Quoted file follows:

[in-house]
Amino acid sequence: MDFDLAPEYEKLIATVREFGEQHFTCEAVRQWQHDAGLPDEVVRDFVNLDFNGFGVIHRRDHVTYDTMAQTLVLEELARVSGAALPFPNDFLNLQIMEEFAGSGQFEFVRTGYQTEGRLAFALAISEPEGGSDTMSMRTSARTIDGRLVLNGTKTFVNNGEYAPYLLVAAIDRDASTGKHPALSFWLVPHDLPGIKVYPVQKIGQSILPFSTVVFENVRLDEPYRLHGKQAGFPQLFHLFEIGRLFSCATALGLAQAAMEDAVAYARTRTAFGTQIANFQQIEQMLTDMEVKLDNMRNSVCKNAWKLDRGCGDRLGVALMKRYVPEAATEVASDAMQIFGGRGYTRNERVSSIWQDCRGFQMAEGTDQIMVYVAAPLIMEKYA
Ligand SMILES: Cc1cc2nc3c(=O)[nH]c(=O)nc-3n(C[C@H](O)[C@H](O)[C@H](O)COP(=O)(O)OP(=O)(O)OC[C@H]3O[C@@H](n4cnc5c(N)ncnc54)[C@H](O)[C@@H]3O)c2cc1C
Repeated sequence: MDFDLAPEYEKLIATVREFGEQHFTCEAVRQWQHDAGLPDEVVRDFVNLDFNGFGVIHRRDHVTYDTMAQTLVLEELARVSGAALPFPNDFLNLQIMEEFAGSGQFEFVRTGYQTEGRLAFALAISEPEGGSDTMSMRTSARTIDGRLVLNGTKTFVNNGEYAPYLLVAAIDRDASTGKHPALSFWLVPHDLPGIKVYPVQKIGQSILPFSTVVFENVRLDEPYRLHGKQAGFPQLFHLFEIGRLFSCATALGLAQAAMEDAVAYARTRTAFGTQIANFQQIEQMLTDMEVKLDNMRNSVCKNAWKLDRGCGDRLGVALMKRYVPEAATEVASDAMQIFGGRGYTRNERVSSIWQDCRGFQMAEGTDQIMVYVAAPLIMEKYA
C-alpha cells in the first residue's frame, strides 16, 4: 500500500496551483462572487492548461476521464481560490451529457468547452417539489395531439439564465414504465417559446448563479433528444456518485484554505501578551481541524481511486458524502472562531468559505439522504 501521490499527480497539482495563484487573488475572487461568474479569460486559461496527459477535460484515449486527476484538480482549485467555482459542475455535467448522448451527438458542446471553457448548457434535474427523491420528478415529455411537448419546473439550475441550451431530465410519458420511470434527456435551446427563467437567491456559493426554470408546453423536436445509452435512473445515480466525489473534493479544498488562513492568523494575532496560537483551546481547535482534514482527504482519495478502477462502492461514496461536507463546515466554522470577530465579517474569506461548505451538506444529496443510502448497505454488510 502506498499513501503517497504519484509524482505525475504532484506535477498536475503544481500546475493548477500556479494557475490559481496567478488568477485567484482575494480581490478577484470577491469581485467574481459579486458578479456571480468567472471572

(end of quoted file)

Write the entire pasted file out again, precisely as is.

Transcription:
[in-house]
Amino acid sequence: MDFDLAPEYEKLIATVREFGEQHFTCEAVRQWQHDAGLPDEVVRDFVNLDFNGFGVIHRRDHVTYDTMAQTLVLEELARVSGAALPFPNDFLNLQIMEEFAGSGQFEFVRTGYQTEGRLAFALAISEPEGGSDTMSMRTSARTIDGRLVLNGTKTFVNNGEYAPYLLVAAIDRDASTGKHPALSFWLVPHDLPGIKVYPVQKIGQSILPFSTVVFENVRLDEPYRLHGKQAGFPQLFHLFEIGRLFSCATALGLAQAAMEDAVAYARTRTAFGTQIANFQQIEQMLTDMEVKLDNMRNSVCKNAWKLDRGCGDRLGVALMKRYVPEAATEVASDAMQIFGGRGYTRNERVSSIWQDCRGFQMAEGTDQIMVYVAAPLIMEKYA
Ligand SMILES: Cc1cc2nc3c(=O)[nH]c(=O)nc-3n(C[C@H](O)[C@H](O)[C@H](O)COP(=O)(O)OP(=O)(O)OC[C@H]3O[C@@H](n4cnc5c(N)ncnc54)[C@H](O)[C@@H]3O)c2cc1C
Repeated sequence: MDFDLAPEYEKLIATVREFGEQHFTCEAVRQWQHDAGLPDEVVRDFVNLDFNGFGVIHRRDHVTYDTMAQTLVLEELARVSGAALPFPNDFLNLQIMEEFAGSGQFEFVRTGYQTEGRLAFALAISEPEGGSDTMSMRTSARTIDGRLVLNGTKTFVNNGEYAPYLLVAAIDRDASTGKHPALSFWLVPHDLPGIKVYPVQKIGQSILPFSTVVFENVRLDEPYRLHGKQAGFPQLFHLFEIGRLFSCATALGLAQAAMEDAVAYARTRTAFGTQIANFQQIEQMLTDMEVKLDNMRNSVCKNAWKLDRGCGDRLGVALMKRYVPEAATEVASDAMQIFGGRGYTRNERVSSIWQDCRGFQMAEGTDQIMVYVAAPLIMEKYA
C-alpha cells in the first residue's frame, strides 16, 4: 500500500496551483462572487492548461476521464481560490451529457468547452417539489395531439439564465414504465417559446448563479433528444456518485484554505501578551481541524481511486458524502472562531468559505439522504 501521490499527480497539482495563484487573488475572487461568474479569460486559461496527459477535460484515449486527476484538480482549485467555482459542475455535467448522448451527438458542446471553457448548457434535474427523491420528478415529455411537448419546473439550475441550451431530465410519458420511470434527456435551446427563467437567491456559493426554470408546453423536436445509452435512473445515480466525489473534493479544498488562513492568523494575532496560537483551546481547535482534514482527504482519495478502477462502492461514496461536507463546515466554522470577530465579517474569506461548505451538506444529496443510502448497505454488510 502506498499513501503517497504519484509524482505525475504532484506535477498536475503544481500546475493548477500556479494557475490559481496567478488568477485567484482575494480581490478577484470577491469581485467574481459579486458578479456571480468567472471572